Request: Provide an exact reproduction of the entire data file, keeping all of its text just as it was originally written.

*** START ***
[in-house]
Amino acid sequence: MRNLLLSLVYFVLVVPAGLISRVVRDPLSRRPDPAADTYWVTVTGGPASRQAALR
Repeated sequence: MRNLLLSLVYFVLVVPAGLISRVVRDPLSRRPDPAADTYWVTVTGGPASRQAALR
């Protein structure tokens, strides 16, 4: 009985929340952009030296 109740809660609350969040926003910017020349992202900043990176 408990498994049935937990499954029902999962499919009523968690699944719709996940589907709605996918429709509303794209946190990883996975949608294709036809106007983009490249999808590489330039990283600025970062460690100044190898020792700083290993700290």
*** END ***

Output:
[in-house]
Amino acid sequence: MRNLLLSLVYFVLVVPAGLISRVVRDPLSRRPDPAADTYWVTVTGGPASRQAALR
Repeated sequence: MRNLLLSLVYFVLVVPAGLISRVVRDPLSRRPDPAADTYWVTVTGGPASRQAALR
């Protein structure tokens, strides 16, 4: 009985929340952009030296 109740809660609350969040926003910017020349992202900043990176 408990498994049935937990499954029902999962499919009523968690699944719709996940589907709605996918429709509303794209946190990883996975949608294709036809106007983009490249999808590489330039990283600025970062460690100044190898020792700083290993700290």